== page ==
CLINICAL RESEARCH
Head-to-head comparison of pre-hospital qSOFA and lactate-qSOFA for predicting sepsis in patients with and without suspected infection. A multicenter prospective cohort study
 
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1
Advanced Clinical Simulation Center, Faculty of Medicine, Universidad de Valladolid, Valladolid, Spain
2
Emergency Medical Services, Gerencia de Emergencias Sanitarias de Castilla y León, Valladolid, Spain
3
Emergency Department, Hospital Universitario Rio Horteg, Valladolid, Spain
4
Emergency Department, Hospital Clínico Universitario, Valladolid, Spain
5
Surgery Department, Hospital Sanatorio de Luanda, Angola, Spain
6
Faculty of Health Sciences, Universidad de Castilla la Mancha, Talavera de la Reina, Spain
Submission date: 2019-11-30
Final revision date: 2020-01-06
Acceptance date: 2020-01-18
Online publication date: 2020-02-12
 
 
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ABSTRACT
Introduction:
The aim of the study was to compare the Quick Sequential Organ Failure Assessment tools (qSOFA), and Quick Sequential Organ Failure Assessment-Lactate (LqSOFA) to detect pre-hospital sepsis among patients with or without suspicion of infection.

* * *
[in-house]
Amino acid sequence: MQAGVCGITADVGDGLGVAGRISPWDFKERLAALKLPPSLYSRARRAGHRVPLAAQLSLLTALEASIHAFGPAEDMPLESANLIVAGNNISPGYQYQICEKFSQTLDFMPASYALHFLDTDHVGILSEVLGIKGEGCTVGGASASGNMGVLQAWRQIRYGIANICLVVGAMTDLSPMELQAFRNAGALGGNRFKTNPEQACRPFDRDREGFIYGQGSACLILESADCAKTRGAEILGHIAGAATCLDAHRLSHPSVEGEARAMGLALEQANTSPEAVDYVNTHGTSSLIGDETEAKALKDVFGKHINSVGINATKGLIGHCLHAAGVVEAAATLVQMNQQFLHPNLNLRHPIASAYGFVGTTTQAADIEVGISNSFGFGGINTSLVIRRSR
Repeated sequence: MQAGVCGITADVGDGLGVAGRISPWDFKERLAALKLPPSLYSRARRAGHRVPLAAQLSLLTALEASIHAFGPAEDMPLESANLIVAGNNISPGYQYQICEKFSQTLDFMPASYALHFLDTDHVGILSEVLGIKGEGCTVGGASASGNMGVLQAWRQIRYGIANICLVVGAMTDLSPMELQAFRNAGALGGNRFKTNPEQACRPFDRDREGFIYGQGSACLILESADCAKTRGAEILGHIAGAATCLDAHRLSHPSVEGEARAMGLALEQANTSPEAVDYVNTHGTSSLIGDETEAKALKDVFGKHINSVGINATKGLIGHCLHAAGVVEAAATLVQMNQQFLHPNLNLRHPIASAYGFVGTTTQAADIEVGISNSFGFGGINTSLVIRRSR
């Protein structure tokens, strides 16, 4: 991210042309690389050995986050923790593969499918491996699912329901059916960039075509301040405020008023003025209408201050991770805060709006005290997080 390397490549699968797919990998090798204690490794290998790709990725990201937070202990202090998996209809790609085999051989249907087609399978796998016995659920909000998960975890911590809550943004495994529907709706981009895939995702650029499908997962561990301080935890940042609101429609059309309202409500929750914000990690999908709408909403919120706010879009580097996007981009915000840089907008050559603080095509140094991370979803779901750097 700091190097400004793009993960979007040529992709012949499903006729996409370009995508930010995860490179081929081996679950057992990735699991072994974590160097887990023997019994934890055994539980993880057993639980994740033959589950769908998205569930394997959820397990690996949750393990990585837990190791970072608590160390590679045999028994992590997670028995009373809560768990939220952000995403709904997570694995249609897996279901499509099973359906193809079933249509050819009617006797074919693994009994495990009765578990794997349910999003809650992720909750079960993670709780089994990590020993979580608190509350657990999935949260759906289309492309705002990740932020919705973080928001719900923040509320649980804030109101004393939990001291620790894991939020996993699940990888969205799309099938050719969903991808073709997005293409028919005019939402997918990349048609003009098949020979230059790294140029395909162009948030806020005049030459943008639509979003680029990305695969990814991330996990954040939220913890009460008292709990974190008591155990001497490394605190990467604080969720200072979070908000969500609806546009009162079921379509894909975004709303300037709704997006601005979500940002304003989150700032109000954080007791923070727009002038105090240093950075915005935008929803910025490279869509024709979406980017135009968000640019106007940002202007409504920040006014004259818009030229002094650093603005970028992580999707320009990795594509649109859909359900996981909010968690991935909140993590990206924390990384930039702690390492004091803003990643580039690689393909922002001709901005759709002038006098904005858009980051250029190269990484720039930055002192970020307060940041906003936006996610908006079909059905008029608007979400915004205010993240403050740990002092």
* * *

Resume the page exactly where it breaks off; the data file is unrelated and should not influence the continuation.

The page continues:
Material and methods:
Multicenter prospective cohort study in non-traumatic patients attended by Advanced Life Support in the prehospital environment and transferred to the hospital. We collected demographic, physiological, clinical, and analytical variables, main diagnosis, hospital admission and clinical diagnosis of sepsis. Primary outcome was the clinical diagnosis of sepsis in the hospital.

Results:
Between March 1, 2018 and March 31, 2019, we included in our study 1548 participants of whom 82 (5.3%) received a final hospital diagnosis of sepsis. The qSOFA presented an area under the receiver operating characteristic curve (AUROC) to detect sepsis in patients with suspicion and without suspicion of infection of 0.757 (95% CI: 0.65–0.81), compared to LqSOFA with an AUROC to detect sepsis of 0.784 (95% CI: 0.72–0.84). In the group of patients with suspected infection, the LqSOFA for a 2-point cut-off presented an AUROC of 0.773 (95% CI: 0.69–0.85), with an excellent sensitivity of 92.6% (95% CI: 83.9–96.8) and an odds ratio of 8.23 (95% CI: 3.09–21.92).

Conclusions:
An appropriate strategy for reducing the morbidity and mortality from sepsis must necessarily include the prompt identification of this time-dependent pathology by using all the tools at our disposal. The qSOFA and LqSOFA can be used in the prehospital environment and help the diagnosis of suspected sepsis in patients with medical pathology, highlighting the predictive capacity of LqSOFA in the group of patients with suspected infection.

eISSN:1896-9151
ISSN:1734-1922